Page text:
In this story, which was originally published in Stage Directions Magazine, Lydia Lopez, a scenic intern at Arizona Theatre Company, explains how she and the other ATC scenic artists used Rosco Off Broadway Paints to tone & age their set for a production of Fences.
For Fences at Arizona Theatre Company, Scenic Designer Vicki Smith and Charge Scenic Artist Brigitte Bechtel presented to us an opportunity to help create a set that needed to look grungy, worn and real, with rusting metal, peeling paint on wood, tattered pavers and aged brick.
For the creation of the aged brick, the process consisted of about 10 steps, starting with milling brick shapes from about 75 4-foot-by-8-foot sheets of ½-inch soundboard on a CNC ShopBot machine. Then we distressed the perfect brick patterns using primarily grinders and other tools found in the shop. After the necessary level of distress was achieved, we coated the sheets with a layer of Henry brand elastomeric primer and coating tinted to the color of the mortar with universal tints. Once completely dry, we used a common house paint to roll the base color on the brick. The mortar lines were carefully avoided in this step. Once dry, the toning process began.
We used three different colors to tone and individualize the bricks: Rosco Off-Broadway paints in Raw Umber, Van Dyke Brown and Burnt Umber diluted to a wash consistency. The paints were mixed with Plastic Varnish Flat from Sculptural Arts Coating to add more binder back into the mix and to add protection since the set was traveling. We used brushes and rags to apply the toning wash to the bricks, and did some spattering to help unify some areas and provide a bit of texture.
The aging process was next, using primarily Van Dyke and Raw Umber colors in a heavier application. The purpose was to create dirt, water, and rust stains in order to give an aged look. This step allowed for the mortar lines to start getting “dirty” as well so they weren’t bright white and wouldn’t stick out against the grungy bricks. We used rags, sponges and water sprayers; really anything that worked to create a layer of dirt on the walls. After one coat, we had our designer Vicki give us feedback on areas that needed more “dirt,” so we went back and did another layer where she indicated. No sealer was necessary as PVF was introduced into the paints.
The aged clapboard walls were similar, beginning with color washing the raw wood to darker, cooler hues and finishing with the application of paint with a block of wood dragged onto the surface in order to create that chipped-away paint look. First the clapboard flats were built with the raw wood. Tar paper was attached to the scenic flat as specified by the scenic designer, and the raw clapboarding was added over that. We then flame-treated the raw wood with Rosco Flamex WD. More Raw Umber and Van Dyke paint was used to weather the wood. The walls were laid flat on the shop floor, and we spread the colors on the surface of the clapboards with brushes and by spraying water to wash the colors evenly. The water worked as a blending medium for the various colors in our directional blending on the clapboards, and also helped us achieve the desired level of color intensity.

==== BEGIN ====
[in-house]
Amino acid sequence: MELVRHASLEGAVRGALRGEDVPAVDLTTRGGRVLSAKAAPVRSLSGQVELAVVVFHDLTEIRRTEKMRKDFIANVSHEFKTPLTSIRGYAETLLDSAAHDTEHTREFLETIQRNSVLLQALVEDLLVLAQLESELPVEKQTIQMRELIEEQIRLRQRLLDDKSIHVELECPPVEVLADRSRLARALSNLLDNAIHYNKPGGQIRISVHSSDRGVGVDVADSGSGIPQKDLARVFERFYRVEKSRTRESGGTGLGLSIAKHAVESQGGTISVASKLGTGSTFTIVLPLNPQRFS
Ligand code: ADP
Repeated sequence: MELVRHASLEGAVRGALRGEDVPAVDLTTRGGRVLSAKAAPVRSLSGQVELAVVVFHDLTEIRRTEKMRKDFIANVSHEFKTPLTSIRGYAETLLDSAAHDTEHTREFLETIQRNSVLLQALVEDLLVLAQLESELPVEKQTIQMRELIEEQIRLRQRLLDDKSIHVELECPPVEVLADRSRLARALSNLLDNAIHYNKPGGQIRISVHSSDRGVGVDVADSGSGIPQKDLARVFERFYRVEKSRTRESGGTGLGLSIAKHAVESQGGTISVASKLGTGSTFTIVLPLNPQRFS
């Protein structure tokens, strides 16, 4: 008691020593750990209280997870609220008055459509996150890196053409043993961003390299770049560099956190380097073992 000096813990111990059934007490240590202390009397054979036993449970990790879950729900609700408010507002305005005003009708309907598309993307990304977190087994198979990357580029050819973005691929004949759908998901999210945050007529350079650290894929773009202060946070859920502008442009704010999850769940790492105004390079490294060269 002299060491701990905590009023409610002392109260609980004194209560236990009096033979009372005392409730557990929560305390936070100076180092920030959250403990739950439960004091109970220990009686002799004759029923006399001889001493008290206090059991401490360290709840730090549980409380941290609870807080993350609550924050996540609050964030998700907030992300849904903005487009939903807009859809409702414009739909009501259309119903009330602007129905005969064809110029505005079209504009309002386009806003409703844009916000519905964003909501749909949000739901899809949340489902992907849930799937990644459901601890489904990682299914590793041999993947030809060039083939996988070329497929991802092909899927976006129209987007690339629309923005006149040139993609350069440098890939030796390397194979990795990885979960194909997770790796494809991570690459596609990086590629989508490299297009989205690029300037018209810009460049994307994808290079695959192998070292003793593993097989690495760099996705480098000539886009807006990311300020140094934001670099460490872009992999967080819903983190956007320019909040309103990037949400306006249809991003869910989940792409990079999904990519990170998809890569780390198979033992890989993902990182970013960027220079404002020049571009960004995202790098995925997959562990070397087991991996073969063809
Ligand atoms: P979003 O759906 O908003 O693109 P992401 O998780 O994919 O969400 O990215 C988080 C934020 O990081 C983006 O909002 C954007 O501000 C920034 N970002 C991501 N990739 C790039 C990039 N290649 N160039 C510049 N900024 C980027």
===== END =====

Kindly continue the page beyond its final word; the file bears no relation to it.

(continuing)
Once the clapboard surface dried, we started the chipped, faded paint look using Glidden Speed-Wall flat white interior paint, tinted with universal tints in Raw Umber and Burnt Umber. Using a large, lay-in brush, we dry-brushed in heavier areas and used the block of wood trick on more faded areas, according to the designer’s rendering.
For the block of wood trick, any scrap block of wood that is clean and easy to hold will work. The bottom surface of it is dipped in paint on a paint tray or flat surface. This is taken and scraped steadily across the surface you are wanting to distress, in the direction of the original paint treatment application. I learned this brick trick from ATC’s charge artist, Brigitte, and she learned it from a sign painter who knew a lot of old styles of painting. It was a great way to achieve the distressing we wanted on this particular set.
Many of these aging and distressing processes are about building upon and elevating the rich textures and patterns already found in the materials used. By simply building layers to give that grungy, worn look, ATC’s scenic artists tell the story of Fences and help bring it to life.
Thanks to Stage Directions Magazine and Arizona Theatre Company’s design & paint crew for sharing this story. For more tutorials on how to create a variety of scenic finishes, visit our Paints, Coatings and Scenic Tools web page.